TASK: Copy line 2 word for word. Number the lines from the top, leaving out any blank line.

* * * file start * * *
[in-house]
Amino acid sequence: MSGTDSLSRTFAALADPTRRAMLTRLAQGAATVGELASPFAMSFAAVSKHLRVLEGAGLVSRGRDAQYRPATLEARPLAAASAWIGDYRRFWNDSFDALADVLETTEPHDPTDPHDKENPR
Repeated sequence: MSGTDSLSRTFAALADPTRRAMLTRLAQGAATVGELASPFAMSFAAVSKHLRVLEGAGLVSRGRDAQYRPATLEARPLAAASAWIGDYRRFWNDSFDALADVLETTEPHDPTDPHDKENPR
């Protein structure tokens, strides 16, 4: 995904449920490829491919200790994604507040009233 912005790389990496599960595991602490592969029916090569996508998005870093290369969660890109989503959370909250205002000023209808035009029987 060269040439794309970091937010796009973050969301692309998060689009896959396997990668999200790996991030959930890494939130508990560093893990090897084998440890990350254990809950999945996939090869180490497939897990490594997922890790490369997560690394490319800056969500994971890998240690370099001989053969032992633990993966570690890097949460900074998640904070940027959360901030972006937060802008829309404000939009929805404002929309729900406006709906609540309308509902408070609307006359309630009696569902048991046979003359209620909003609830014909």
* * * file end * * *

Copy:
Amino acid sequence: MSGTDSLSRTFAALADPTRRAMLTRLAQGAATVGELASPFAMSFAAVSKHLRVLEGAGLVSRGRDAQYRPATLEARPLAAASAWIGDYRRFWNDSFDALADVLETTEPHDPTDPHDKENPR